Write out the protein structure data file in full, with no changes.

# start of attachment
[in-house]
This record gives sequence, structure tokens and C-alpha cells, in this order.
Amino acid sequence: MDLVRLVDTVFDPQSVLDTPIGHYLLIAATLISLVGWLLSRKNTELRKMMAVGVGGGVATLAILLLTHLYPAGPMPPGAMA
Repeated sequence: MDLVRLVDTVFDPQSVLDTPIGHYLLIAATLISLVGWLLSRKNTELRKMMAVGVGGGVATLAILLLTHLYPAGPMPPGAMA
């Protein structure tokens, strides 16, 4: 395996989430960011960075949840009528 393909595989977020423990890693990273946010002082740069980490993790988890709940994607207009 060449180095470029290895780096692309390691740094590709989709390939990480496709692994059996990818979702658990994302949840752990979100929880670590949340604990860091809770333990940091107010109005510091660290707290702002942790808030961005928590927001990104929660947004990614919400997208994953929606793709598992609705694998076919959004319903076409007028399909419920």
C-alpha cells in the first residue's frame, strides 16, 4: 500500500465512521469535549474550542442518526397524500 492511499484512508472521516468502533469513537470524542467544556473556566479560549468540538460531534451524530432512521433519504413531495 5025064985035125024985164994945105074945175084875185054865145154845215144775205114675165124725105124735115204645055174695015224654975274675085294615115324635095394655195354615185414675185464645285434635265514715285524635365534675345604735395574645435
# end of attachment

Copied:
[in-house]
This record gives sequence, structure tokens and C-alpha cells, in this order.
Amino acid sequence: MDLVRLVDTVFDPQSVLDTPIGHYLLIAATLISLVGWLLSRKNTELRKMMAVGVGGGVATLAILLLTHLYPAGPMPPGAMA
Repeated sequence: MDLVRLVDTVFDPQSVLDTPIGHYLLIAATLISLVGWLLSRKNTELRKMMAVGVGGGVATLAILLLTHLYPAGPMPPGAMA
């Protein structure tokens, strides 16, 4: 395996989430960011960075949840009528 393909595989977020423990890693990273946010002082740069980490993790988890709940994607207009 060449180095470029290895780096692309390691740094590709989709390939990480496709692994059996990818979702658990994302949840752990979100929880670590949340604990860091809770333990940091107010109005510091660290707290702002942790808030961005928590927001990104929660947004990614919400997208994953929606793709598992609705694998076919959004319903076409007028399909419920």
C-alpha cells in the first residue's frame, strides 16, 4: 500500500465512521469535549474550542442518526397524500 492511499484512508472521516468502533469513537470524542467544556473556566479560549468540538460531534451524530432512521433519504413531495 5025064985035125024985164994945105074945175084875185054865145154845215144775205114675165124725105124735115204645055174695015224654975274675085294615115324635095394655195354615185414675185464645285434635265514715285524635365534675345604735395574645435